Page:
Globalization contributed to develop the health and education systems in the developing countries. We can clearly see that education has increased in recent years, because globalization has a catalyst to the jobs that require higher skills set. Health and education are basic objectives to improve any nations, and there are strong relationships between economic growth and health and education systems. Through growth in economic, living standards and life expectancy for the developing nations certainly get better. With more fortunes poor nations are able to supply good health care services and sanitation to their people. In addition, the government of developing countries can provide more money for health and education to the poor, which led to decrease the rates of illiteracy.

globalisation problems

Some economists argue globalization helps promote economic growth and increased trading between nations; yet, other experts, as well as the general public, generally see the negatives of globalization as outweighing the benefits. Developed nations benefit under globalization as businesses compete worldwide, and from the ensuing reorganization in production, international trade, and the integration of financial markets. Globalization is important because it is one of the most powerful forces affecting the modern world, so much so that it can be difficult to make sense of the world without understanding globalization.

A world with multiple platforms formed in parallel will be more diverse than a world with only a single platform. The free movement of people, goods, money, and information has promoted greater concentration of economic activities in specific regions of the globe. The US north-eastern parallelogram and the European Blue Banana represent the most notable agglomerations of creative industries. Wuhan is another example, as one of the main manufacturing hubs of China.

  • The open system of trade that had dominated the world economy for decades had been damaged by the financial crash and the Sino-American trade war.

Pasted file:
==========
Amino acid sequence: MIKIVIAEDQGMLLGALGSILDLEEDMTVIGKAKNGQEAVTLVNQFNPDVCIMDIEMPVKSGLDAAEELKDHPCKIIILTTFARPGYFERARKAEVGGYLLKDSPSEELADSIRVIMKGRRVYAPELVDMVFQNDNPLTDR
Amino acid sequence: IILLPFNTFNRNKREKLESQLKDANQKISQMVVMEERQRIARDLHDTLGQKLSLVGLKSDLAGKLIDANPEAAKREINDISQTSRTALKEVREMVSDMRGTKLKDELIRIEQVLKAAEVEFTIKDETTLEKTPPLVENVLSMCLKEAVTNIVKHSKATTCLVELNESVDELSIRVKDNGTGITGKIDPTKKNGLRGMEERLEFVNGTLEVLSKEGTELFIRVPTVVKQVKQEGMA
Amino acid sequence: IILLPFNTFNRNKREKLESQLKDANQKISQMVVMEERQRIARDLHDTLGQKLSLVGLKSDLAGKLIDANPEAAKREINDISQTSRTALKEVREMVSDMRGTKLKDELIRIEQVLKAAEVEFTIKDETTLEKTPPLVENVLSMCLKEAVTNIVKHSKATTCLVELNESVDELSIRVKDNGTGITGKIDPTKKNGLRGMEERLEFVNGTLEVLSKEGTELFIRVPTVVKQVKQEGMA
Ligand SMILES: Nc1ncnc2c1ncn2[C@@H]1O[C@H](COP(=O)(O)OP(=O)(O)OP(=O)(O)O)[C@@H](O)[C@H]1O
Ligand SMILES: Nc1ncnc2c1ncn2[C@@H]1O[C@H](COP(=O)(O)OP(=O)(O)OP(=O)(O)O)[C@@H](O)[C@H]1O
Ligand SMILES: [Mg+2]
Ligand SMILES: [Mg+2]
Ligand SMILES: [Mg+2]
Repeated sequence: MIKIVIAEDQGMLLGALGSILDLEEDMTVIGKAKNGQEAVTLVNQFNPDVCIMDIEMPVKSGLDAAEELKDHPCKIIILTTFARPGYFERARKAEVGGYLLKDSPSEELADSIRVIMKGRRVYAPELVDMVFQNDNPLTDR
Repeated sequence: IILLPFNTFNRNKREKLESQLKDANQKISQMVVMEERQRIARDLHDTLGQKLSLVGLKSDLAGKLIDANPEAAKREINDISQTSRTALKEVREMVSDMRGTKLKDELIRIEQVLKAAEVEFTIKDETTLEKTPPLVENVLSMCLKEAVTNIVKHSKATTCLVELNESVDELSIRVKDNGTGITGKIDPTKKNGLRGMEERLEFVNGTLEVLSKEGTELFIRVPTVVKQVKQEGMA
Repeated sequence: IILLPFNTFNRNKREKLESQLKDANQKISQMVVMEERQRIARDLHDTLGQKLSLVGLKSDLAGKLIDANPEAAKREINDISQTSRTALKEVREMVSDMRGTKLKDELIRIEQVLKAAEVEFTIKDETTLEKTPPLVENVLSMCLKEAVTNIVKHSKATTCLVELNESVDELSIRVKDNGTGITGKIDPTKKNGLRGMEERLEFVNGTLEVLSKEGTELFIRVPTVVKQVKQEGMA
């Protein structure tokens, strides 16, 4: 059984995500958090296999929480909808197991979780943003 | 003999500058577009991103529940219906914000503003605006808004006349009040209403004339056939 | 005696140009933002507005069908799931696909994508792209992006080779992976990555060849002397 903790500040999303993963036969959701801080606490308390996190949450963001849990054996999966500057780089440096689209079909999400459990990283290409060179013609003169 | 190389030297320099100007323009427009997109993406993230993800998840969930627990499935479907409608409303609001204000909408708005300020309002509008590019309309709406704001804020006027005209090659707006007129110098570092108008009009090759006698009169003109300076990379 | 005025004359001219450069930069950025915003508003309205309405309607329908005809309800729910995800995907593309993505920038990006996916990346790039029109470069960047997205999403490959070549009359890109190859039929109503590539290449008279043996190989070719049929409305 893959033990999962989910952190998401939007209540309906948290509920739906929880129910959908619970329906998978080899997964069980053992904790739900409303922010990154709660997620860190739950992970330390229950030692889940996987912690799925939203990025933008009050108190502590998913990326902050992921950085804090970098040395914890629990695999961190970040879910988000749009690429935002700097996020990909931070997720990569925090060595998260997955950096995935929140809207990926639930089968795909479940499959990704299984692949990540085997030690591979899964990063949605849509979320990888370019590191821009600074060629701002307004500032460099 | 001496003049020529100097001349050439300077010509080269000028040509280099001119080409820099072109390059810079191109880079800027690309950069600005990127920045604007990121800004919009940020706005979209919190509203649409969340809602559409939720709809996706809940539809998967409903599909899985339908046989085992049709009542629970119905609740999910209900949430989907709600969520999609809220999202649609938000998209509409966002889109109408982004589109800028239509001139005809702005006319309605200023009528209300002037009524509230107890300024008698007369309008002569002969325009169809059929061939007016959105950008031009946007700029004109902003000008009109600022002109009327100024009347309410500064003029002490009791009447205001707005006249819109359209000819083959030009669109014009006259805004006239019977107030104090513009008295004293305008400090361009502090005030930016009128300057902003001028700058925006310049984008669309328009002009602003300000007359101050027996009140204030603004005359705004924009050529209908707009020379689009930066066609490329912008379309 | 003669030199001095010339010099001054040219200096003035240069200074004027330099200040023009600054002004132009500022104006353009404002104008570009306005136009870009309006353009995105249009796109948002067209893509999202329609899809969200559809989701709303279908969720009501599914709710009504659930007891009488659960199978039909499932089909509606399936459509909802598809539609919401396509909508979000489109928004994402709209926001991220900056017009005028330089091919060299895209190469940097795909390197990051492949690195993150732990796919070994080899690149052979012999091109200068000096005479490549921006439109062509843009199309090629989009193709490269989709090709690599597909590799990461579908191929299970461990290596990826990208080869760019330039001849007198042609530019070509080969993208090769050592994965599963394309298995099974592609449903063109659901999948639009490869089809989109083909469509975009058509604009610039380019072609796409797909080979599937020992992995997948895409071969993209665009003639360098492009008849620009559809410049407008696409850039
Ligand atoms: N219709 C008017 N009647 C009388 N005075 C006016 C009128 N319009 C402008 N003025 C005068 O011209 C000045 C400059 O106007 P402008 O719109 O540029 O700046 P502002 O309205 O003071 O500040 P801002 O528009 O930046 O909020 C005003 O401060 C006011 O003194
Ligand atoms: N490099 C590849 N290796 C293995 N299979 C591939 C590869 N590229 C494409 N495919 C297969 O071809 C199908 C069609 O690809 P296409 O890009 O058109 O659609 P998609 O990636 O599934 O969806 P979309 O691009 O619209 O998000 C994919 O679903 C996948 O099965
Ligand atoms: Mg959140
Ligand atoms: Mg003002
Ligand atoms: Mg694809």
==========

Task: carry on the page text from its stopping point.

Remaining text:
• In the case of a mass producer of motor vehicles technical economies are likely because it can employ mass production techniques and benefit from specialisation and the division of labour.
  • More broadly, SAPs have contributed to increases in poverty and unemployment in developing countries, placing additional burdens on women within both the household and the public sphere.

Debt forgiveness should be extended, building on the success of the Jubilee Movement. Since the IMF loans primarily benefited foreigners and government officials, he argues it is unjust and onerous that citizens of developing nations be heavily taxed to pay them off. The IMF is pursuing not just the objectives set out in its original mandate, of enhancing global stability and ensuring that there are funds for countries facing a threat of recession to pursue expansionary policies. This means that the IMF has objectives that are often in conflict with each other [206-7]. There have been attempts by fundamentalist forces all over the world to oppose and stop the process of Globalization over past quarter century. Yet, despite differences in political ideologies, the ruling parties have gone ahead with implementation of Globalization policies.

The international political system is comprised of sovereign states, which enjoy a monopoly on political power within their own territories. International treaties govern relations among states; however, states generally cannot legitimately intervene in the domestic affairs of other nations. Thus, when globalisation problems, such as famines, genocides, and civil wars arise, they are seen primarily as security issues for individual states, not matters of justice affecting the global community .